Who started the mask-wearing trend anyway?
- a) Vogue magazine in the 1920s
- b) Darth Vader in the 1970s
- c) Cinco de Mayo paraders in the 1860s
- d) a Polish surgeon in the 1890s
- e) the Good Food Fighter in the 2010s
- f) China in December 2019
Answer: d. After studying the transmission of infectious diseases like malaria and cholera, a German bacteriologist and hygienist demonstrated that tiny bacteria-laden droplets sprayed from the nose and mouth while talking and even breathing. This led in 1897 to the development and use of a simple gauze mask by a Polish surgeon. Mikulicz-Radecki’s innovations in enhancing safety during operations helped develop modern surgery. Here’s the history.
So what’s the deal with wearing a mask?
Didn’t the CDC and WHO say it wasn’t necessary? What’s the science? Where are the studies? Why are citizens of Asian countries wearing masks? Do they know something Americans don’t?
- Does wearing a mask protect you from catching the virus?
- Will mask wearing prevent the pandemic from spreading?
- Is the N95 mask better than a surgical mask?
- Are surgical masks more effective than homemade masks?
- Why is the CDC now advocated home-made masks over store-bought ones?
- If you take off your mask, can you safely put it on again later?
Last week the CDC reversed their position and recommended that every U.S. resident wear a mask while in public.
What the research shows:
- Masks cannot completely protect you from the Coronavirus but they prevent the wearer from infecting others.
- Your mask is most effective if there are no gaps between it and your face. Make sure your nose is covered.
- Wearing a mask is most critical in closed, poorly-ventilated spaces, especially when it’s hard to keep a safe distance from other people.
- Masks are most effective at protecting you if you wash your hands frequently.
- If your mask gets wet, discard it in a closed bin.
- Put on and take off mask using the loops so that you don’t touch the mask itself.
- Don’t put a mask on children under age 2.
- There is limited evidence that N95 is better than a surgical mask.
- It is preferable to use a surgical mask over a homemade one if you can find one; if making your own, follow instructions carefully.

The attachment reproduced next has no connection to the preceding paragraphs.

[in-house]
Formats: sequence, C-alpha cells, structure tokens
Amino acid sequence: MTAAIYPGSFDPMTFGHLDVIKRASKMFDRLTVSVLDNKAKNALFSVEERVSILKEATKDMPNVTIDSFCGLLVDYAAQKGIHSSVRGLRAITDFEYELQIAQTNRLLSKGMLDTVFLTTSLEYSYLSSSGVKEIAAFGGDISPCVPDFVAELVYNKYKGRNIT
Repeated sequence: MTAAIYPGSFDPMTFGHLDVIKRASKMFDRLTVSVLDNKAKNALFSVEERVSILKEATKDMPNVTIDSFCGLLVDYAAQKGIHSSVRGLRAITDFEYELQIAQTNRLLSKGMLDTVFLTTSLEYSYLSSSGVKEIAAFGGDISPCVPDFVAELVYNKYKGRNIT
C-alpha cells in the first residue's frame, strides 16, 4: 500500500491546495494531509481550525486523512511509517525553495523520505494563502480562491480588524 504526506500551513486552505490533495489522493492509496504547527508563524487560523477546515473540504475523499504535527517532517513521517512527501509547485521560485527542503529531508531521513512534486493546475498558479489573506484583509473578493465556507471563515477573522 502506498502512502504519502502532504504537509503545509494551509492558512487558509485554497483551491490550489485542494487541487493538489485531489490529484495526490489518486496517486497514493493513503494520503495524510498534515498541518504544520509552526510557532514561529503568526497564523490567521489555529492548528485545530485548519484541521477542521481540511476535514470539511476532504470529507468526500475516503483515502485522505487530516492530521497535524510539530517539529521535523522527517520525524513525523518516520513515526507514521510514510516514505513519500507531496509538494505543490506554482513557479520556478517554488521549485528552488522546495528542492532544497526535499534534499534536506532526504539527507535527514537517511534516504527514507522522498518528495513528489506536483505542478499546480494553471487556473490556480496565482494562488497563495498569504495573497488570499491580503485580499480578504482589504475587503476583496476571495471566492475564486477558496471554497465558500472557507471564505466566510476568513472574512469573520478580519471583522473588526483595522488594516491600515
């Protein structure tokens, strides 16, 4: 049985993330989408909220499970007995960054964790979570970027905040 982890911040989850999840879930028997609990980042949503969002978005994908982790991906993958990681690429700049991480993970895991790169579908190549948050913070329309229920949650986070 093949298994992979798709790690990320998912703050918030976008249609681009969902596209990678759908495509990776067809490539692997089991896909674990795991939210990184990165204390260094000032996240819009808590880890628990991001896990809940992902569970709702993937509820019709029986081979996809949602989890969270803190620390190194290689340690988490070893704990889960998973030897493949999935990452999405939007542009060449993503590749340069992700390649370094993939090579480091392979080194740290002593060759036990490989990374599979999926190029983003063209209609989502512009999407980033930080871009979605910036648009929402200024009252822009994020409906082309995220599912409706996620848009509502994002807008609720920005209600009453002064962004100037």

- Wash hands before putting on and taking off mask to prevent contamination.
- Discard single use masks after each wear. According to hospital instructions given to medical staff in Austin, they may be reused if removed carefully by the loops and placed face down inside a paper bag with loops not touching front to “dry out” for 5 days. For cloth masks, put in washing machine or use soap and water to disinfect before re-using. (a UV light sterilizer is ideal if you have one.)
- If you touch your face under the mask while wearing it you can infect yourself.
- Virus transmission requires sustained face-to-face contact, so you can’t get it by jogging by someone. Prolonged, close contact with people who are (or may be) sick carries the highest risk.
What’s the best material for a mask? Here’s everything you need to know to make your mask effective.
How can you be a hero?
- Stay at home. Not indefinitely, but for now.
- Only go out for essentials…that includes exercise, which is essential!
- Stay 6 feet apart from other people. Be as considerate as possible.
- If you had a mask before this crisis, use it. Until supplies increase, save the N95 and surgical masks on the market for healthcare workers. Make your own cloth mask.
- If you have extra masks, donate them to a local hospital.
- Make masks using CDC instructions and donate them to a facility in need.
- Wear a mask if you are around elderly or immune-compromised people—family members included!
- Carry hand sanitizer and use it after touching things that other people touched.
- Wash hands frequently for at least 20 seconds using foamy soap, especially after touching things that others’ touched.
- Don’t hoard things—leave some toilet paper for your neighbor. Same for hand sanitizer, pasta and sauce, and frozen vegetables.
- Encourage others to follow social distancing. Explain that it protects them and everyone else.
- If you have been exposed to someone with COVID-19, follow self-quarantine guidelines. If you are diagnosed with COVID-19, follow proper isolation protocol.
- Work from home if you can. If you are an essential worker, wear a mask when you go out and practice good hygiene!
- Don’t travel if you can avoid it.
- Check in on people who are alone/older/vulnerable by phone or teleconference.
Your mask affords some protection if worn and handled correctly. But what gives you the most protection is when the people around you wear masks. Your mask protects them, and their masks protect you. Remember that you or your neighbor may be an asymptomatic carrier. So for now, we should all wear masks in public, especially in enclosed areas. If everyone wears a mask, the disease will stop spreading, because the virus will not be able to find new “hosts”.
Other GFF articles about the Coronavirus:
- Respiratory virus shedding in exhaled breath and efficacy of face masks
- Physical interventions to interrupt or reduce the spread of respiratory viruses: systematic review
- Facemasks for the prevention of infection in healthcare and community settings.
- Effectiveness of N95 respirators versus surgical masks in protecting health care workers from acute respiratory infection: a systematic review and meta-analysis
- Why does Taiwan have millions of visitors from China and only 45 Corona cases
- Coronavirus, social and physical distancing and self-quarantine.
Sheila Harmon says
Love all your info. So helpful.
From Marg Kini’s mom
Good Food Fighter says
So glad that you like my content and are finding it useful. Small steps can really help change your life, so I want to share everything I know!
Thanks for reading,